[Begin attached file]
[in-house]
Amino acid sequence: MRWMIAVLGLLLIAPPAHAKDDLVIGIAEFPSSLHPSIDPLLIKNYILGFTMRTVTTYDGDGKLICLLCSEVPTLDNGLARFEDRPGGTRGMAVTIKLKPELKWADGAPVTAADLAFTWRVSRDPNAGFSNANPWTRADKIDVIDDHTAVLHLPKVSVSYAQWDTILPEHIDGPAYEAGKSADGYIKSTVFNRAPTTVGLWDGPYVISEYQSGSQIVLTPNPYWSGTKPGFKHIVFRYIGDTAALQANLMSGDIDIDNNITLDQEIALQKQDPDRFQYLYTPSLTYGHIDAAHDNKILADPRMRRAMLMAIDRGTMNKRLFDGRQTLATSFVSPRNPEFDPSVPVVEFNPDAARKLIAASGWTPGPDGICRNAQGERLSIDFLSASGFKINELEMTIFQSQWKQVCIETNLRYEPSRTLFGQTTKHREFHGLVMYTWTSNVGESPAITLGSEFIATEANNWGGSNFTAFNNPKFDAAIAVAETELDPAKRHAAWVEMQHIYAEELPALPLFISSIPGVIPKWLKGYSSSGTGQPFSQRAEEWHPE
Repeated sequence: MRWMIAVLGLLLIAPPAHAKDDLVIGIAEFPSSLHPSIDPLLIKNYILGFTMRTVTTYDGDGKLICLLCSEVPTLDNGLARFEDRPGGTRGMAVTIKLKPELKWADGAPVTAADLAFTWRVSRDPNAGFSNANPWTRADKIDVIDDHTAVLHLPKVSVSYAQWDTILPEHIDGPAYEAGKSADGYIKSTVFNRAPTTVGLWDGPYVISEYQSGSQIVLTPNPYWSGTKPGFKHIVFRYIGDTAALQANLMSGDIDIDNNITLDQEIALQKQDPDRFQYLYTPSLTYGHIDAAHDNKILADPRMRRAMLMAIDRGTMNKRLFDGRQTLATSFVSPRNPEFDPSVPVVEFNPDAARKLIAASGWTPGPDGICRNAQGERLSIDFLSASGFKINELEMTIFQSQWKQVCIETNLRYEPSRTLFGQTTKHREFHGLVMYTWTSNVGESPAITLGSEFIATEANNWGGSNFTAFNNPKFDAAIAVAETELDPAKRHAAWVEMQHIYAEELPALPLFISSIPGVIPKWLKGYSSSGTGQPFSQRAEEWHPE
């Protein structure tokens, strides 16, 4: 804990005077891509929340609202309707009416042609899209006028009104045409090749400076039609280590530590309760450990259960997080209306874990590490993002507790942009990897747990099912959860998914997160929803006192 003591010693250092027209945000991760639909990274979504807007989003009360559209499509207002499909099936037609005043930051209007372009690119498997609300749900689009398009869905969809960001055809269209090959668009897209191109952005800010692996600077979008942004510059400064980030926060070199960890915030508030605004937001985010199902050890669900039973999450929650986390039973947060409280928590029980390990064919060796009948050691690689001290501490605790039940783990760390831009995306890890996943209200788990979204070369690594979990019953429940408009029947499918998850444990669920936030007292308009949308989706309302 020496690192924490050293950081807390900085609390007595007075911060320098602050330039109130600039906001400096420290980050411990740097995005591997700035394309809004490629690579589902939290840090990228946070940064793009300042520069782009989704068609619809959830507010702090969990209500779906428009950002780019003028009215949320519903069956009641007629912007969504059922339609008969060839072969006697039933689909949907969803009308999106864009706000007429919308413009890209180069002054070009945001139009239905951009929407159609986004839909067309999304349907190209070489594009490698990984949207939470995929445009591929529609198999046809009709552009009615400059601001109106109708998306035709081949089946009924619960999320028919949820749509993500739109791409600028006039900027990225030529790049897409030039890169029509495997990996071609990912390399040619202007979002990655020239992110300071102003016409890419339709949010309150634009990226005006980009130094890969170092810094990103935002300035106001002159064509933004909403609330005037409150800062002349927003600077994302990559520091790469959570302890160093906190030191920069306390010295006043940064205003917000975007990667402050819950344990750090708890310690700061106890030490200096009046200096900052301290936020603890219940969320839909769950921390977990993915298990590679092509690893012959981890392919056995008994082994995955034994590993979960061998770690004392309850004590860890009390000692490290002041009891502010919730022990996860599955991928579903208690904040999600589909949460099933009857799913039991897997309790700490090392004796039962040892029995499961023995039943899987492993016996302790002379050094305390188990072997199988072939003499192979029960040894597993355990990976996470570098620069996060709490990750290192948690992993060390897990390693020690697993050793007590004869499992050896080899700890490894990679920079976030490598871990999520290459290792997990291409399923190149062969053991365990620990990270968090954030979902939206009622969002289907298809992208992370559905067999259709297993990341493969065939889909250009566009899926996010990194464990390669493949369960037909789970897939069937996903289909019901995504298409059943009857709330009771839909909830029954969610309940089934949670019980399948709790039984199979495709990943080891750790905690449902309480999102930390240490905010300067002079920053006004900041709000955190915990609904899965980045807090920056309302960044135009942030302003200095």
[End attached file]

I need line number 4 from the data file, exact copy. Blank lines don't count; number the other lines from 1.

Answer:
């Protein structure tokens, strides 16, 4: 804990005077891509929340609202309707009416042609899209006028009104045409090749400076039609280590530590309760450990259960997080209306874990590490993002507790942009990897747990099912959860998914997160929803006192 003591010693250092027209945000991760639909990274979504807007989003009360559209499509207002499909099936037609005043930051209007372009690119498997609300749900689009398009869905969809960001055809269209090959668009897209191109952005800010692996600077979008942004510059400064980030926060070199960890915030508030605004937001985010199902050890669900039973999450929650986390039973947060409280928590029980390990064919060796009948050691690689001290501490605790039940783990760390831009995306890890996943209200788990979204070369690594979990019953429940408009029947499918998850444990669920936030007292308009949308989706309302 020496690192924490050293950081807390900085609390007595007075911060320098602050330039109130600039906001400096420290980050411990740097995005591997700035394309809004490629690579589902939290840090990228946070940064793009300042520069782009989704068609619809959830507010702090969990209500779906428009950002780019003028009215949320519903069956009641007629912007969504059922339609008969060839072969006697039933689909949907969803009308999106864009706000007429919308413009890209180069002054070009945001139009239905951009929407159609986004839909067309999304349907190209070489594009490698990984949207939470995929445009591929529609198999046809009709552009009615400059601001109106109708998306035709081949089946009924619960999320028919949820749509993500739109791409600028006039900027990225030529790049897409030039890169029509495997990996071609990912390399040619202007979002990655020239992110300071102003016409890419339709949010309150634009990226005006980009130094890969170092810094990103935002300035106001002159064509933004909403609330005037409150800062002349927003600077994302990559520091790469959570302890160093906190030191920069306390010295006043940064205003917000975007990667402050819950344990750090708890310690700061106890030490200096009046200096900052301290936020603890219940969320839909769950921390977990993915298990590679092509690893012959981890392919056995008994082994995955034994590993979960061998770690004392309850004590860890009390000692490290002041009891502010919730022990996860599955991928579903208690904040999600589909949460099933009857799913039991897997309790700490090392004796039962040892029995499961023995039943899987492993016996302790002379050094305390188990072997199988072939003499192979029960040894597993355990990976996470570098620069996060709490990750290192948690992993060390897990390693020690697993050793007590004869499992050896080899700890490894990679920079976030490598871990999520290459290792997990291409399923190149062969053991365990620990990270968090954030979902939206009622969002289907298809992208992370559905067999259709297993990341493969065939889909250009566009899926996010990194464990390669493949369960037909789970897939069937996903289909019901995504298409059943009857709330009771839909909830029954969610309940089934949670019980399948709790039984199979495709990943080891750790905690449902309480999102930390240490905010300067002079920053006004900041709000955190915990609904899965980045807090920056309302960044135009942030302003200095």